Flooding causes devastation to everything in its path. Families are challenged with damaged homes, businesses, schools, vehicles – and often, pools. Once the many “must-do” items are handled, it’s time to repair the pool. What better reward for all that hard work and perseverance! Cooling off and relaxing around the pool are most welcome and can be the first sign of normalcy.
Please refer to Restoring Clear, Blue Water in Flood-Damaged Swimming Pools for specific instructions on cleaning the pool surface and restoring the water to a healthy, sparkling blue. Follow these steps to get your pool equipment in top working order:
1. DO NOT drain the pool. The ground is saturated and can cause an inground pool to shift. The water keeps an inground pool placed firmly in the ground and prevents the walls of an above ground pool from collapsing.
2. Turn the power to the pool off. Ideally, the power was turned off before the equipment area began to flood. If it was not, turn it off as soon as possible.
3. Flooding voids all product warranties on the pool equipment, so check these items for inclusion in flood insurance claims.
4. Specific equipment to check includes:
a. Pump motor. Once floodwater has receded, attempt to run the pump. The pump motor may short circuit and require replacement if power remained on while equipment was submerged.
b. Sand filter. If the sand filter was not moved and pipes are still connected, it should operate and not require replacement*.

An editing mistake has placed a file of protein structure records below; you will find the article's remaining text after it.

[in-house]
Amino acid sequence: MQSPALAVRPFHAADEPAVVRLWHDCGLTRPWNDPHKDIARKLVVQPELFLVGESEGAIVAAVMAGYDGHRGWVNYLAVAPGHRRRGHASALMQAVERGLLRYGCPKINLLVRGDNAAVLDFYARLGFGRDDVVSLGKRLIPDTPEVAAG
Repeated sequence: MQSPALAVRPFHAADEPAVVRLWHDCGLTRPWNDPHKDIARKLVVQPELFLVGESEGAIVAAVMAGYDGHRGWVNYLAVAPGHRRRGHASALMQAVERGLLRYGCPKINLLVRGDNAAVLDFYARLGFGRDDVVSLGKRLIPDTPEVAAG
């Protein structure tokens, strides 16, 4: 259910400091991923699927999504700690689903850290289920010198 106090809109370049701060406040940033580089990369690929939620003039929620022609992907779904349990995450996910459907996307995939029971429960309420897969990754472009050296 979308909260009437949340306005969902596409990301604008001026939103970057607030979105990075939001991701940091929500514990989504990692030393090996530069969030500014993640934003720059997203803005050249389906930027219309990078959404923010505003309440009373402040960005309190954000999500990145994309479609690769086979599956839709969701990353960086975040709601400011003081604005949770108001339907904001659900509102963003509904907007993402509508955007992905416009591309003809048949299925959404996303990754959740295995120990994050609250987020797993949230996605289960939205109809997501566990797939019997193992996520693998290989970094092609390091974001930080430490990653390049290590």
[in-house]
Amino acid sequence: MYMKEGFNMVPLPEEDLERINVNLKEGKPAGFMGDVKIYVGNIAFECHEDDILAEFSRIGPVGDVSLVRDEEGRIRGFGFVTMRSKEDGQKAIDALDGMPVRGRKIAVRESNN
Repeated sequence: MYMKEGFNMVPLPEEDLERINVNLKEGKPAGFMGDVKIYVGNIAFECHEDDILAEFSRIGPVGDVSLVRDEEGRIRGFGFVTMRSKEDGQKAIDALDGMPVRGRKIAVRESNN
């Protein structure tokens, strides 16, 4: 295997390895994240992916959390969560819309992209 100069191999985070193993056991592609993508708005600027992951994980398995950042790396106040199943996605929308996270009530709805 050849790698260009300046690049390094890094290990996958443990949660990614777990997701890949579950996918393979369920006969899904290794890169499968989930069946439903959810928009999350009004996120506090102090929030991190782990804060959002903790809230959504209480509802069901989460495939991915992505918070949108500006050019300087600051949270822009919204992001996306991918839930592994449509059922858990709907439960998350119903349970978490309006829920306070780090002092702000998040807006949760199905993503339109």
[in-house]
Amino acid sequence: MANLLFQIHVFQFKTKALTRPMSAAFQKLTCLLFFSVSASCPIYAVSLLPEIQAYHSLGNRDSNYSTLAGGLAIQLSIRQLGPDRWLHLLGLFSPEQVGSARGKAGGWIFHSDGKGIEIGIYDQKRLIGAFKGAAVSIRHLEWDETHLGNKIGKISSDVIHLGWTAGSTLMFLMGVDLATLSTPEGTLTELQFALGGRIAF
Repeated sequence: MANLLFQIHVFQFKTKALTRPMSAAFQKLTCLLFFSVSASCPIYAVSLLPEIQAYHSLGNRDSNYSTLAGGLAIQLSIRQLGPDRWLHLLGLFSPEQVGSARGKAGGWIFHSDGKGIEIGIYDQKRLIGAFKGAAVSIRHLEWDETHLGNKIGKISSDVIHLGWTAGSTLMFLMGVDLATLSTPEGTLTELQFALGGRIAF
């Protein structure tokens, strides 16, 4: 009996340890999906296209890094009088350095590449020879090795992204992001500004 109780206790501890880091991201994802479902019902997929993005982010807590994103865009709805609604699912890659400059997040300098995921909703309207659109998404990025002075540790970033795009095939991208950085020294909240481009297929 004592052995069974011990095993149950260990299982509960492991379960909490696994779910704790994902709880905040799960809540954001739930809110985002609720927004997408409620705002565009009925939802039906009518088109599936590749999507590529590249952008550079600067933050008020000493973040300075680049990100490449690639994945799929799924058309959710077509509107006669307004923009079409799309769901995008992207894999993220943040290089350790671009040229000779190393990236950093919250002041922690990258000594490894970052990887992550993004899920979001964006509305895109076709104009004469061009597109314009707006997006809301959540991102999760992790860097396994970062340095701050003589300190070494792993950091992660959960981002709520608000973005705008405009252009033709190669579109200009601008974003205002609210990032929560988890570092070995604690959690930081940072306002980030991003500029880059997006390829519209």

c. Salt cells. If the salt cell is completely encased and didn’t get wet, it is likely able to generate chlorine. If chlorine levels indicate fault after step 6, check operation of the salt cell.
d. Automatic cleaner motors. Check automatic cleaners for correct operation.
5. Remove all solid debris from the pool and drain down any excess water from the pool.
6. Once equipment has been inspected, turn the pump on to evaluate the integrity of the pool equipment.
7. Use a floccing agent such as BioGuard’s PowerFloc® and vacuum in the waste position on the filter valve. Circulate the pool for 24 hours, and then test. Make adjustments as needed. Circulate again for 24 hours. Monitor the chlorine level for the next 24 hours to ensure you can maintain a 1 – 4ppm level.
8. Clean the filter using a cleaner such as Kleen It® or Strip Kwik®. *It is likely that a sand change or filter media replacement will be necessary after cleaning the flooded pool water.
9. After water is balanced and sanitizer levels are stable, you can resume use of the pool.